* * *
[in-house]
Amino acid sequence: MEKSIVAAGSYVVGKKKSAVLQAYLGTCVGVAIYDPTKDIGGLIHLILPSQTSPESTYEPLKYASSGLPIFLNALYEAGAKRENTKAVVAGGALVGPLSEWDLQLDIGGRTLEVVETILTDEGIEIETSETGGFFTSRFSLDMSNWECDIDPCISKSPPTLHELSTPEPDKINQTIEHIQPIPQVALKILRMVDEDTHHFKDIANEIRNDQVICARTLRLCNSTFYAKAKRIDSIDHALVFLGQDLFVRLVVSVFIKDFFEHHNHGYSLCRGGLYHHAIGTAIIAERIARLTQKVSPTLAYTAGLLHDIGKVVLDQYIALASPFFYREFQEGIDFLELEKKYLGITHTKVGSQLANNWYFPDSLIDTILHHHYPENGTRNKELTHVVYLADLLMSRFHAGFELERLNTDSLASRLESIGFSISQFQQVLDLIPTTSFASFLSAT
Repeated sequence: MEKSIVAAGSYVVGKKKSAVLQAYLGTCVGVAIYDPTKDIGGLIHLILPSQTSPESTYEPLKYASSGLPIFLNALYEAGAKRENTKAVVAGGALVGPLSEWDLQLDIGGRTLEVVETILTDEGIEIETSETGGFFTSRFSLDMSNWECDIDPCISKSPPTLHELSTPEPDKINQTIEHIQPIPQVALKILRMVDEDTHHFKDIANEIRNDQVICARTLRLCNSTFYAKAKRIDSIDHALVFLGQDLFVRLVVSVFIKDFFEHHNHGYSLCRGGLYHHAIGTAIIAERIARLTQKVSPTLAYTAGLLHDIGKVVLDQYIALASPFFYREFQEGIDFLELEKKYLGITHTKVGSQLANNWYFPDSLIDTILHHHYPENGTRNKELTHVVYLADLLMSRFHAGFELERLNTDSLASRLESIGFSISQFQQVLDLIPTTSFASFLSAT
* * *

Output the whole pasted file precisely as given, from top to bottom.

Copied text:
[in-house]
Amino acid sequence: MEKSIVAAGSYVVGKKKSAVLQAYLGTCVGVAIYDPTKDIGGLIHLILPSQTSPESTYEPLKYASSGLPIFLNALYEAGAKRENTKAVVAGGALVGPLSEWDLQLDIGGRTLEVVETILTDEGIEIETSETGGFFTSRFSLDMSNWECDIDPCISKSPPTLHELSTPEPDKINQTIEHIQPIPQVALKILRMVDEDTHHFKDIANEIRNDQVICARTLRLCNSTFYAKAKRIDSIDHALVFLGQDLFVRLVVSVFIKDFFEHHNHGYSLCRGGLYHHAIGTAIIAERIARLTQKVSPTLAYTAGLLHDIGKVVLDQYIALASPFFYREFQEGIDFLELEKKYLGITHTKVGSQLANNWYFPDSLIDTILHHHYPENGTRNKELTHVVYLADLLMSRFHAGFELERLNTDSLASRLESIGFSISQFQQVLDLIPTTSFASFLSAT
Repeated sequence: MEKSIVAAGSYVVGKKKSAVLQAYLGTCVGVAIYDPTKDIGGLIHLILPSQTSPESTYEPLKYASSGLPIFLNALYEAGAKRENTKAVVAGGALVGPLSEWDLQLDIGGRTLEVVETILTDEGIEIETSETGGFFTSRFSLDMSNWECDIDPCISKSPPTLHELSTPEPDKINQTIEHIQPIPQVALKILRMVDEDTHHFKDIANEIRNDQVICARTLRLCNSTFYAKAKRIDSIDHALVFLGQDLFVRLVVSVFIKDFFEHHNHGYSLCRGGLYHHAIGTAIIAERIARLTQKVSPTLAYTAGLLHDIGKVVLDQYIALASPFFYREFQEGIDFLELEKKYLGITHTKVGSQLANNWYFPDSLIDTILHHHYPENGTRNKELTHVVYLADLLMSRFHAGFELERLNTDSLASRLESIGFSISQFQQVLDLIPTTSFASFLSAT